fuel injector pulse width monitor

By August 18, 2010

Here is a picture of the faceplate that holds the LED bargraphs for air/fuel and pulse width as well as the pot to control the fuel mixture above 7psi boost. The switch allows either the primary or secondary injector pulse to be monitored. The faceplate is made of polished aluminum. The air/fuel (O2) monitor, pulse width monitor, and fuel controller are all on one printed circuit board.

faceplat fuel injector pulse width monitor

Shown below is the schematic for the pulse width monitor. The heart of the circuit is the transistor current source which charges cap C10 to form an integrator. The theory is that the cap is charged and the voltage across it increases linearly for the amount of time that the injector is energized. As the injector is switched off the voltage in C10 is stored in cap C9 and then C10 is reset to 0 volts to get ready for the next cycle. The output of the circuit is the voltage across cap C9, this voltage is fed directly into U3 the bar graph chip to be displayed as a value betw1een 1-10 on the LEDs. Potentiometer R31 sets the charge rate on C10 and basically sets the max injector on time that can be displayed.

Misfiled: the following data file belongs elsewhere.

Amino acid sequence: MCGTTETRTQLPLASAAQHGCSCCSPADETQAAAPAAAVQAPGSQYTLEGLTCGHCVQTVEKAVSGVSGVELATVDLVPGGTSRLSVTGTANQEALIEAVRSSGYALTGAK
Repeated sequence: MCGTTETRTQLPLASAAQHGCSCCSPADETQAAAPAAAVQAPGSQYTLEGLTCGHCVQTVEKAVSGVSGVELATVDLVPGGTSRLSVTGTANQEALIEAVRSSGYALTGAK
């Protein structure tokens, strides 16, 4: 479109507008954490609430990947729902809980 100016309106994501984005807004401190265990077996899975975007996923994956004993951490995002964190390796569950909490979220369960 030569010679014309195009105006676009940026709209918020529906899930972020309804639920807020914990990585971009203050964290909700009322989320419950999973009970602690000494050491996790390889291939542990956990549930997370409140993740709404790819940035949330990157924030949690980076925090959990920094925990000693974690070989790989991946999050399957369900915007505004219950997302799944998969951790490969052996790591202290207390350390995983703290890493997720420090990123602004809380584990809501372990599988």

The calibration on this circuit is pretty tricky. You`ll need an oscilloscope and a waveform generator. Setup a 62Hz 0-12v 50% duty cycle square wave at the input to the circuit. Use the scope to monitor the voltage across C10 Adjust pot R31 such that the ramping voltage across C10 just reaches the peak (starts to flatten out). Now adjust the pot R22 in the display circuit such that LED 10 just comes on.

With the calibration described above LED 1 corresponds to about 1.5ms and LED 10 corresponds to about 8ms of injector pulse width (on time). Injector duty cycle in dependent on engine speed according to the following relationship:

% duty cycle = ( pulse width / period )*100

period = 1/[engine speed (rpm) / 60]

pwm fuel injector pulse width monitor

Comments are closed.